“My hope in going there was to relay where we’re at,” advised Lafferty. “And despite all of the glorification of all of the hardships that we experienced there…which is important…we need to let people know the reality of what we went through, what we experienced. All of the human and civil rights violations. All of the injuries and the harm…the mental, emotional, spiritual things that happened that created this huge trauma that we all carry. We need people to know about that.”

Tha Lakota activist also feels It’s important to let the world know that the water protectors of all nations have not given up.

“Hundreds of thousands of people globally are now carrying this courage and this inspiration,” Lafferty observed. “And they’re back in their own communities and they know that all they have to do is get up and do something. Anything… is going to bring hope and bring goodness and bring healing for their people. Each of us has this belief now in ourselves. And it’s something that, for generations, we’ve forgotten. We’ve had it brainwashed out of us by the system that we live in… that we are not powerful individuals. We have to just resign ourselves to the way that this country operates.”

But all that’s changed, added Lafferty, as a result of the Dakota Access Pipeline protest and the Water Is Life movement.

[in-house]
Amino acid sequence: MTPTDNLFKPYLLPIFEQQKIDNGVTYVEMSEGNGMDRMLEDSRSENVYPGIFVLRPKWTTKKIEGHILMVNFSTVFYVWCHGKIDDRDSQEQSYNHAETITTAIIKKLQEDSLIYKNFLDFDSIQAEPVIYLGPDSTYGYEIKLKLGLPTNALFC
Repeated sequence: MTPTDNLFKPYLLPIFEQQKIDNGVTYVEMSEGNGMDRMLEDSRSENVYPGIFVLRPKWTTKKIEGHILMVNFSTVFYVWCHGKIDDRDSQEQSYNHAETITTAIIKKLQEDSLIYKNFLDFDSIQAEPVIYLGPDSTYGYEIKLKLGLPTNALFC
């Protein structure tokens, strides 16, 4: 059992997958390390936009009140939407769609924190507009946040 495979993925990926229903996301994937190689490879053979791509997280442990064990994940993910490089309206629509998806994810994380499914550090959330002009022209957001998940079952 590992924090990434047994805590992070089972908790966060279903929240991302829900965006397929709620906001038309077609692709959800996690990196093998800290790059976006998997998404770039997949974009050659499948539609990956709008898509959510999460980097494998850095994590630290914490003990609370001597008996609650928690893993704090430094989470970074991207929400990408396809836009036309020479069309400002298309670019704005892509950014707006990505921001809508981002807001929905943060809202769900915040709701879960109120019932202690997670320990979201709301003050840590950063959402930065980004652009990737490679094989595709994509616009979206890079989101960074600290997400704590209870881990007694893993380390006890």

Besides being given the opportunity to attend the

2017 Nobel Peace Prize ceremonies with her 11- year old daughter Shayla

Tilsen, Lafferty was invited to lunch with Nobel laureate

Rigoberta Menchu`. It was an experience she described as “amazing.”

“I was able to sit right next to her,” Lafferty recalled. “And she was just passing on these pearls of wisdom. It was really mindblowing.”

Menchu` advised Lafferty that as important as it is to have a global presence, it’s critical to do the work in your community, and healing your people.”

The only sour note to what was otherwise a wonderful and rewarding experience, according to Lafferty, was the attempt by a secondary contractor with the Norwegian Nobel Institute to broker a solution to the Dakota Access Pipeline issue by trying to set up a meeting between other Native Americans present at the Forum and the chairman of the Morton County Commission.

Lafferty’s associates were willing to discuss the Dakota Access Pipeline protest, but requested that the individual from Morton County not be present during that meeting – and he was not.

It’s hoped by Lafferty that the Norwegian Nobel Institute will wait to receive approval from her or whomever is in attendance on behalf of the Lakota people at any future forums before scheduling such a meeting.

Notwithstanding, added HolyElk Lafferty, the opportunity to connect with Indigenous people from around the world who are in the same struggles as Lakota people are here in America was significant, since she believes that the shift which has to take place now in order to create change must be on a global scale.

Standing Rock Sioux tribal member Tim Mentz and Santee Dakota attorney Angela Bibens also attended the forum.

Jim Kent can be reached at kentvfte@gwtc.net